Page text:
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Dec 05

Casting Networks UK – should I sign up?

Just what is Casting Networks, and do you need to bother to sign up to yet another online casting tool?

casting networks

Casting Networks logo

It’s been a decade since casting went online in earnest, and I’m researching a piece at the moment about how things might change in the next few years, and whether any company could mount a serious challenge to the dominance of Spotlight.

Of course, I’ve been looking at established sites like Casting Call Pro, as well as newer efforts such as StarNow and The Page, but I also met with the folks at Casting Networks Inc. a few weeks back to learn about their approach.

CNI is a well-established US casting software provider which operate across the States and claims a 90% share of the LA casting market.  I haven’t yet interviewed US casting directors for purposes of verification, so it’s probably best treat figures like that with a small pinch of salt, but the tour of their software certainly struck me.

The functionality – and the fresh feel – of CNI’s product is impressive , and should give the current main players, Spotlight and CCP, at least a pause for thought. And with a growing staffed office in London, this isn’t a speculative punt at entering the UK casting market – obviously CNI means business. To be clear, CNI isn’t piping casting from the States over here, it is entering the UK to compete with our homegrown providers.

What it does

Like Spotlight‘s Link or CCP‘s software, CNI offers casting professionals a means to distribute breakdowns and receive submissions, but – at least as far as I could see it – where CNI’s offering is strikingly different is in the suite of tools it offers casting directors for streamlining, simplifying and facilitating the subsequent casting process: actor check in via-iPad, integration of audition video-recording into online casting tools, software for handling the scheduling and arranging of auditions, just to list a few examples.

In which case, though appearances at events like Actor Expo show the company is courting agents and actors,  you feel that their major marketing battle will be fought in persuading casting directors to sign up to the service.

Casting Networks cv

Casting Networks cv

And the commercials casting-focused list of casting directors (including Des Hamilton and Candid Casting) currently signed up, suggest CNI is initially proving most compelling for casters with a regular, heavy audition schedule. The next 12 months should reveal if and how the company can take broader bites out of the market, and that’s one area my piece will be touching on.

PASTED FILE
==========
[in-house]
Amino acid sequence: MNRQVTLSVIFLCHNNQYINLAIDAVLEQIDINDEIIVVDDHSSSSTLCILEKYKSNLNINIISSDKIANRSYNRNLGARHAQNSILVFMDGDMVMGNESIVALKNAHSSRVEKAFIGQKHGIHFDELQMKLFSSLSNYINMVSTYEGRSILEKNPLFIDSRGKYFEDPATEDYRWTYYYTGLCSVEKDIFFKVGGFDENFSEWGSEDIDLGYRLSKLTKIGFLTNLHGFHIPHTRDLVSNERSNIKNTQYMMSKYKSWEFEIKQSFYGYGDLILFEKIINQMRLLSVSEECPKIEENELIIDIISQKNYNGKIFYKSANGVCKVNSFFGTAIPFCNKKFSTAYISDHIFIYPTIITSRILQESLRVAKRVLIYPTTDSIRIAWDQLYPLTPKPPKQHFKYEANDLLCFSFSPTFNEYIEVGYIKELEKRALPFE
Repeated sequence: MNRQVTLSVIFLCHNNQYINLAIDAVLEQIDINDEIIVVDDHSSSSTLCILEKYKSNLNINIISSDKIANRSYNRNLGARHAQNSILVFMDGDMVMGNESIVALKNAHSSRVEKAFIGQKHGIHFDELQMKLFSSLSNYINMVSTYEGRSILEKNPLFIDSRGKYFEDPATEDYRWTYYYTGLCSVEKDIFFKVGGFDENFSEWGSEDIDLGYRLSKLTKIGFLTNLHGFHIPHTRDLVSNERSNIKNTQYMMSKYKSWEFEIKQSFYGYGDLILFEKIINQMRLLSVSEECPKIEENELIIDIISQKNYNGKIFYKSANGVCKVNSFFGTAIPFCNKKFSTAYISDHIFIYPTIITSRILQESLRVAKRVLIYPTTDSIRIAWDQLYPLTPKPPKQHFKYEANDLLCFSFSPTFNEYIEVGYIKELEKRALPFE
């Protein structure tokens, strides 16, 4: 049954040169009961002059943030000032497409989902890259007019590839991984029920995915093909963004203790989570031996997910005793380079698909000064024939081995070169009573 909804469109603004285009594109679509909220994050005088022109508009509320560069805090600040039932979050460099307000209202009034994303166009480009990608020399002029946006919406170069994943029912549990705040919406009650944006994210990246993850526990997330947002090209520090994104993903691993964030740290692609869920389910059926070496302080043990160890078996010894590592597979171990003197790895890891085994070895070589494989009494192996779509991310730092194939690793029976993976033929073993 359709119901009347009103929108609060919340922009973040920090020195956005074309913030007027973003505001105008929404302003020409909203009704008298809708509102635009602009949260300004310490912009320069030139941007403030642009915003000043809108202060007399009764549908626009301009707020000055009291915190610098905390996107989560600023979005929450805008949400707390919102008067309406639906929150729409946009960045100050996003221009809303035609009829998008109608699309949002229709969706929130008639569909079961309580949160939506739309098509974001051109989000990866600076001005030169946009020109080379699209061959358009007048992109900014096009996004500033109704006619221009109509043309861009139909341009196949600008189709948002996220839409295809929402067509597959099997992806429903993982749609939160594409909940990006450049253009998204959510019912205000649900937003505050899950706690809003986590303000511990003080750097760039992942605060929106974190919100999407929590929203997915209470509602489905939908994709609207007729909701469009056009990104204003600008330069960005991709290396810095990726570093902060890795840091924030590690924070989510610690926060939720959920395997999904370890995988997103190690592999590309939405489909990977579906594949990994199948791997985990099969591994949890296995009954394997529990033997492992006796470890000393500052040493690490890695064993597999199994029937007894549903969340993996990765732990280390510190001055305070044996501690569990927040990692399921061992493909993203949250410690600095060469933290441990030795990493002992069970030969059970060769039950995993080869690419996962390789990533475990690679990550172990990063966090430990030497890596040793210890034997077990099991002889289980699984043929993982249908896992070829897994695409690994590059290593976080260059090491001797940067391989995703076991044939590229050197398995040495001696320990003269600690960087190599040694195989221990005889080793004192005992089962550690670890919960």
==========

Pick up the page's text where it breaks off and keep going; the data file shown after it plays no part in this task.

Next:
Do I need to sign up?

So, for actors, the main question right now is “Am I missing out by not signing up?

To test this out, as well as accepting CNI’s guided tour, I also logged in through a friend’s profile to check out the feel, functionality and content of CNI’s actor profiles and generally had a good play around.

Feel

  • Fresh and modern, more so than either CCP or Spotlight – scarcely a cinching factor, but it does look good.
  • A few Americanisms here and there, but generally not too Yankee.

Content

  • Sections for statistics, skills, agent contact details, credits and multimedia (photos, video and audio). Nothing earth-shattering, but well laid out.

Functionality

  • Nice share features, allowing you to email a link to your CV to anyone you like. Certainly easier than the Spotlight view pin…
  • Excellent multi-media centre which opens as a pop out from the cv, allowing you to upload photos, a showreel or video clips, and a voicereel or audio clips. Pleasingly, the upload function includes a simple clipping tool, so you can edit a clip down. This is a better tool than anything currently available elsewhere.
  • Attach clip to credit function – a really neat feature allows you to attach a video clip to a specific credit, which can then be viewed direct from the hyperlinked CV credit. ie. click straight from your CV entry for Holby City  to a clip of your suffering some horrendous episode-defining injury.
  • You need to be with an agent to have access to the full range of paid work, otherwise you’ll only be able to see what you company calls its ‘Casting Billboard’ – essentially low or unpaid work.
  • To register as an actor with an agent, you need to secure your agent-specific code, which means your agent in turn needs to create a profile. It’s both a way to ensure you don’t falsely claim to be repped by United Artists, and a rather fine way to ensure your agent gets round to signing up…
  • Ability to share one CV and associated multimedia content across multiple agents e.g. voice, commercials, modelling and acting agents.
  • A raft of associated functionality that will come more significantly into play at the point when a critical mass of casting directors and agents are signed up e.g. sides delivered through the system, check-in at audition and etc…

Other factors at play

  • Cost – profiles are currently free, and any media added during this initial period will remain attached to the CV in perpetuity. When charges do begin, basic profiles will remain free, with small monthly payments for access to paid jobs, and for adding additional video, audio or photo clips. As with CCP, payments can be suspended if you’re away on a job. Pricing has not been released, but for context the company says an average US user might spend between $120 and $200 per year, which equates to CCP or Spotlight fees.
  • Breadth of casting opportunities – these are some of the casters currently signed up, so it’s clear that you aren’t yet going to be missing out on RSC castings if you don’t have a CNI profile. But with prominent film casting directors like Jeremy Zimmerman, the Hubbards, Sasha Robertson and Nina Gold signing up recently, the argument could easily become more compelling very quickly.
Michael Wharley Photography

Michael Wharley Photography

Conclusion

  • CNI isn’t yet an unavoidable place to be, but given the undoubted quality of its software, it’ll be interesting to see what sort of gains it can make in the UK casting market
  • In terms of an approach, CNI is more Spotlight than CCP – tools to facilitate casting professionals jobs, that also help the actor, rather than a more actor-centric suite of tools.